The perfume itself is fairly classical in structure (on paper and in theory) for perfumes of the time. It contains top notes of bergamot and lemon; middle notes of clove, carnation, jasmine, ylang-ylang, rose, neroli, and orange blossom; base notes of tonka bean, musk, benzoin, oakmoss, vanilla, vetiver, patchouli, leather, and sandalwood. The beauty of the perfume (and how it deviates from the classical) is how it develops. It was nothing short of revolutionary in ways. On immediate application, it goes on with the distinct impression of a powdery Oriental – It’s lush and beautiful, shiny, and bright (It seriously drives me crazy in love). For the majority of the time it keeps this impression of brightness, but in the far, far reaches of its final stages the darker Chypre characteristic comes out with a hint of patchouli. It’s completely mesmerizing. In my opinion, this makes the perfume a masterpiece in design, form, and function.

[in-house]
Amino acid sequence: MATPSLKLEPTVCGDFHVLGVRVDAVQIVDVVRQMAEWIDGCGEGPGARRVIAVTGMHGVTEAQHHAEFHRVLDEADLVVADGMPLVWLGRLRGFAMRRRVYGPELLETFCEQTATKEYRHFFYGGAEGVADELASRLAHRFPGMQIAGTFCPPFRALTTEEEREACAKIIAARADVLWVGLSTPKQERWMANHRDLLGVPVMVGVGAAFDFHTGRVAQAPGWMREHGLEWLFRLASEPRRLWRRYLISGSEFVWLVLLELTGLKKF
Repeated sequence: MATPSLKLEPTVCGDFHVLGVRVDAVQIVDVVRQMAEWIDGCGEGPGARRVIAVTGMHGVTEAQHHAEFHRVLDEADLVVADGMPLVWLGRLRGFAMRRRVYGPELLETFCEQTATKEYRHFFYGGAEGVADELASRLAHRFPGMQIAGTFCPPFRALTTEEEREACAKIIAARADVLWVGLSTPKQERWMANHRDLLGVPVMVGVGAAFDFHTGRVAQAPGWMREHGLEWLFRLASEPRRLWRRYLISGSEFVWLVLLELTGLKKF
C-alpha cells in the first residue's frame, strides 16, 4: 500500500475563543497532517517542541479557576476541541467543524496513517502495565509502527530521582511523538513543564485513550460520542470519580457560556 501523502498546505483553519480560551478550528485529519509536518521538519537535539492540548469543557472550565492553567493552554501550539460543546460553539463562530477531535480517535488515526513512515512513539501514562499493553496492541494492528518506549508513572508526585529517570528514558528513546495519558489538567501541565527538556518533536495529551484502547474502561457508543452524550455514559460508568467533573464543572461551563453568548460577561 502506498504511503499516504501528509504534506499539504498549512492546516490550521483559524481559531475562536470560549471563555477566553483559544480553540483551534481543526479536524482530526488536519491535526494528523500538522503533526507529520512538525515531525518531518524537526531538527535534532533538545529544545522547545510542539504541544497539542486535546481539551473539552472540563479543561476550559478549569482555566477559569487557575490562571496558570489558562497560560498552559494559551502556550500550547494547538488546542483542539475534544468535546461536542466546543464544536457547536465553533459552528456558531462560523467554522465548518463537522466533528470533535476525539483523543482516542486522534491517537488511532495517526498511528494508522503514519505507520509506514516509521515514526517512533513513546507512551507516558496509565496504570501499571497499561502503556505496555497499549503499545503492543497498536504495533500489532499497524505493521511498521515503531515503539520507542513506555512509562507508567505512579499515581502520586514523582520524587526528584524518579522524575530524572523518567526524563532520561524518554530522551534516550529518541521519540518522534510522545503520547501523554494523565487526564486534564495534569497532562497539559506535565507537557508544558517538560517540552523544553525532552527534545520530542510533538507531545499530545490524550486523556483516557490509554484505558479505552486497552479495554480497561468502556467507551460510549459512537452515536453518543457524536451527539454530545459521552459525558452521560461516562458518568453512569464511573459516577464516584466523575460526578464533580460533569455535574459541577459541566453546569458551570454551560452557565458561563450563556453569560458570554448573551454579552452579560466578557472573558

Perfumer Marcel Billot creator Houbigant Chantilly
Another striking feature is how none of the notes dominate at any particular time. How all the aspects intermingle in accord is nothing short of amazing. The blending of the notes is superb. Most astoundingly, it still develops and is not linear at all. The longevity is absolutely astounding even in vintage cologne form. In the right circumstance, it is quite literally days before the end result of vanilla kissed sandalwood and patchouli is obviously evident. Frankly, there are very few perfumes out there that can pull this feat of as well as Chantilly. My hat goes off the creator, Marcel Billot. I can not thank him enough for the inspiration for the art of perfumery and the beauty he brought into the world with this fragrance.
From Aaron's Collection 2014 Chantilly in vintage style bottle